For the first time, scientists have isolated a mutated prion protein that can multiply in the lab but not in living animals, according to a PLOS Pathogens study. The mutant prion provides new insights into the mechanisms that make prions infectious, says co-author Ilaria Vanni of the Department of Veterinary Public Health and Food Safety, Istituto Superiore di Sanità, Rome, and colleagues.

Diet quality low but steadily improving among US kids

On the whole, the diet of U.S. children improved markedly between 1999 and 2012 but it remains poor, said the authors of a new study that examined diet quality data from more than 38,000 kids. Moreover, disparities remain among key subgroups.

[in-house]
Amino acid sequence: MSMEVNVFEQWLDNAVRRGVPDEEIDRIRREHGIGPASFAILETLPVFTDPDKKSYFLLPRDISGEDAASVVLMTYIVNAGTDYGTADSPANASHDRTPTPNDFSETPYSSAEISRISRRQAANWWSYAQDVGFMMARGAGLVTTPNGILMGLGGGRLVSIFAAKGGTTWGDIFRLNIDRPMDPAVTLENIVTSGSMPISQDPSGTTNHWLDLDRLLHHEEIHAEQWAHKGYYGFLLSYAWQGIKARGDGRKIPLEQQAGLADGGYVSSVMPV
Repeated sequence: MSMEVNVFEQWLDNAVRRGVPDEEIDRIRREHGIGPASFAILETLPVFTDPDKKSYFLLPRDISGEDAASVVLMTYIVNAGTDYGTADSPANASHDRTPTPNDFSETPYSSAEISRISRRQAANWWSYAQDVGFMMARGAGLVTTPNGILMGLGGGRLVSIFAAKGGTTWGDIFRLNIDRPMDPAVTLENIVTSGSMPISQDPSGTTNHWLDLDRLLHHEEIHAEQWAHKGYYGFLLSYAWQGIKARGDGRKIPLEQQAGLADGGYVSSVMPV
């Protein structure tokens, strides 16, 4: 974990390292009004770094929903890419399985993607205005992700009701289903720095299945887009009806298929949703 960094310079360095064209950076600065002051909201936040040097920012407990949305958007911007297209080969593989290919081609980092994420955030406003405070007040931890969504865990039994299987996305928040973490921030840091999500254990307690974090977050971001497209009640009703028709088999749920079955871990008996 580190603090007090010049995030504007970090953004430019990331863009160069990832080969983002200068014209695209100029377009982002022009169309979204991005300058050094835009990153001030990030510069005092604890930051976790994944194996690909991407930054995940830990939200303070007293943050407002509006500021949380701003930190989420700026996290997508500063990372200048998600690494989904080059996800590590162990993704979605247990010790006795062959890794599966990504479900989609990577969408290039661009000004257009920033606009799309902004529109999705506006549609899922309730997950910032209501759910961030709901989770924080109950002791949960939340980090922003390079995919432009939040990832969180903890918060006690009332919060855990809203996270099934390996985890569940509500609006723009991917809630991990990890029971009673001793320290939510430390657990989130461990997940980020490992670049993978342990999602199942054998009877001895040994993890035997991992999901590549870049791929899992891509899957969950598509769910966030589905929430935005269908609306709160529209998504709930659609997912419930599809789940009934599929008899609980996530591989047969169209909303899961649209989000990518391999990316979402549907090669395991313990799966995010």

Stuttering related to brain circuits that control speech production

Researchers at Children's Hospital Los Angeles (CHLA) have conducted the first study of its kind, using proton magnetic resonance spectroscopy (MRS) to look at brain regions in both adults and children who stutter.

CDC: US abortion rate falls to lowest level in decades

The number and rate of abortions tallied by federal authorities have fallen to their lowest level in decades, according to new data released Wednesday.

An Alzheimer's drug fails, but many others still in testing

Another major Alzheimer's drug study has failed, leaving patients and families wondering if there ever will be a treatment to slow or reverse the most common form of dementia, which afflicts more than 5 million in the United States alone.

Study suggests that parental health behaviors may influence children's sleep

A new study indicates that children's sleep duration may be influenced by parental sleep duration and confidence, which suggests that efforts to address insufficient sleep among children may require family-based interventions.

Study finds link between surgery and Guillain-Barre syndrome